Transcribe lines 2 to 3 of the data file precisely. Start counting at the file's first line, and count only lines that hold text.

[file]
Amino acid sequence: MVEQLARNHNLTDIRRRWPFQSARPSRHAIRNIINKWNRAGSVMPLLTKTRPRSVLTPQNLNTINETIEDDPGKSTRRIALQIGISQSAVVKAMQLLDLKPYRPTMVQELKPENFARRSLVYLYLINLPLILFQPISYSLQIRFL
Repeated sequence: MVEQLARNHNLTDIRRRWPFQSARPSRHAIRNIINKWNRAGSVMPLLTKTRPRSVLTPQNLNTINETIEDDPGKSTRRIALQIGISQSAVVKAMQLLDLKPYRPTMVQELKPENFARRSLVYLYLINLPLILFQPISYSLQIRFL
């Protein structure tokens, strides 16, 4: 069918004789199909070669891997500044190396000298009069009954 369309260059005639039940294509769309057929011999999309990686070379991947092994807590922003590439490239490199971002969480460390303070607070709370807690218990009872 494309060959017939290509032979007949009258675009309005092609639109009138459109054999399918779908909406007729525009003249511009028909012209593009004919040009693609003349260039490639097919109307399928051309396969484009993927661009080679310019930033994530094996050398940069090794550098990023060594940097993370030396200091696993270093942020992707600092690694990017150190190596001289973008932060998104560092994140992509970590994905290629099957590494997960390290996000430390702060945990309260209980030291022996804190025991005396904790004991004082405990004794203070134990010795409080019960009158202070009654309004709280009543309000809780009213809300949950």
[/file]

Repeated sequence: MVEQLARNHNLTDIRRRWPFQSARPSRHAIRNIINKWNRAGSVMPLLTKTRPRSVLTPQNLNTINETIEDDPGKSTRRIALQIGISQSAVVKAMQLLDLKPYRPTMVQELKPENFARRSLVYLYLINLPLILFQPISYSLQIRFL
């Protein structure tokens, strides 16, 4: 069918004789199909070669891997500044190396000298009069009954 369309260059005639039940294509769309057929011999999309990686070379991947092994807590922003590439490239490199971002969480460390303070607070709370807690218990009872 494309060959017939290509032979007949009258675009309005092609639109009138459109054999399918779908909406007729525009003249511009028909012209593009004919040009693609003349260039490639097919109307399928051309396969484009993927661009080679310019930033994530094996050398940069090794550098990023060594940097993370030396200091696993270093942020992707600092690694990017150190190596001289973008932060998104560092994140992509970590994905290629099957590494997960390290996000430390702060945990309260209980030291022996804190025991005396904790004991004082405990004794203070134990010795409080019960009158202070009654309004709280009543309000809780009213809300949950």